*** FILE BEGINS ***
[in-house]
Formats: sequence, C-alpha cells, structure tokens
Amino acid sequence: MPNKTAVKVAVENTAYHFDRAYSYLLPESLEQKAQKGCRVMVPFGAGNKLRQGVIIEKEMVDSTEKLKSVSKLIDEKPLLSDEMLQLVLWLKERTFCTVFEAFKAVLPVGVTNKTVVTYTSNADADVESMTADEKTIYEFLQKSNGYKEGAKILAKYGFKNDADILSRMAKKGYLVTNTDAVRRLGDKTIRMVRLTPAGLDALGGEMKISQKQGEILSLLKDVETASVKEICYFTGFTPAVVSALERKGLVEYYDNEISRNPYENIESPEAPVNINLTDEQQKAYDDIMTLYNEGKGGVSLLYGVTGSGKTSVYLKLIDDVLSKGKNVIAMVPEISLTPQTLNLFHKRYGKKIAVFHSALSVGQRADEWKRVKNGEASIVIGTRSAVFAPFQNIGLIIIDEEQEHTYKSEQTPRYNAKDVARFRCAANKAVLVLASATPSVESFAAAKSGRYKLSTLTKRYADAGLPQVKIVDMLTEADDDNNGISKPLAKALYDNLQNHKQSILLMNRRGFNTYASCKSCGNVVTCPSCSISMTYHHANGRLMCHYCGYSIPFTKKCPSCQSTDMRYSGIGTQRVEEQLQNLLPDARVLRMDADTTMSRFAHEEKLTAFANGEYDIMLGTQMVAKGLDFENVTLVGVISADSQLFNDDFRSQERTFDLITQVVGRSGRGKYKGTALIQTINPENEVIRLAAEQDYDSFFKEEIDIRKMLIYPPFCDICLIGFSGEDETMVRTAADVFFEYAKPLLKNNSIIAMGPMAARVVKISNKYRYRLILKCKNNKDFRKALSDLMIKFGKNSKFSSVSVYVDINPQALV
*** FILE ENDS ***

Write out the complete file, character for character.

[in-house]
Formats: sequence, C-alpha cells, structure tokens
Amino acid sequence: MPNKTAVKVAVENTAYHFDRAYSYLLPESLEQKAQKGCRVMVPFGAGNKLRQGVIIEKEMVDSTEKLKSVSKLIDEKPLLSDEMLQLVLWLKERTFCTVFEAFKAVLPVGVTNKTVVTYTSNADADVESMTADEKTIYEFLQKSNGYKEGAKILAKYGFKNDADILSRMAKKGYLVTNTDAVRRLGDKTIRMVRLTPAGLDALGGEMKISQKQGEILSLLKDVETASVKEICYFTGFTPAVVSALERKGLVEYYDNEISRNPYENIESPEAPVNINLTDEQQKAYDDIMTLYNEGKGGVSLLYGVTGSGKTSVYLKLIDDVLSKGKNVIAMVPEISLTPQTLNLFHKRYGKKIAVFHSALSVGQRADEWKRVKNGEASIVIGTRSAVFAPFQNIGLIIIDEEQEHTYKSEQTPRYNAKDVARFRCAANKAVLVLASATPSVESFAAAKSGRYKLSTLTKRYADAGLPQVKIVDMLTEADDDNNGISKPLAKALYDNLQNHKQSILLMNRRGFNTYASCKSCGNVVTCPSCSISMTYHHANGRLMCHYCGYSIPFTKKCPSCQSTDMRYSGIGTQRVEEQLQNLLPDARVLRMDADTTMSRFAHEEKLTAFANGEYDIMLGTQMVAKGLDFENVTLVGVISADSQLFNDDFRSQERTFDLITQVVGRSGRGKYKGTALIQTINPENEVIRLAAEQDYDSFFKEEIDIRKMLIYPPFCDICLIGFSGEDETMVRTAADVFFEYAKPLLKNNSIIAMGPMAARVVKISNKYRYRLILKCKNNKDFRKALSDLMIKFGKNSKFSSVSVYVDINPQALV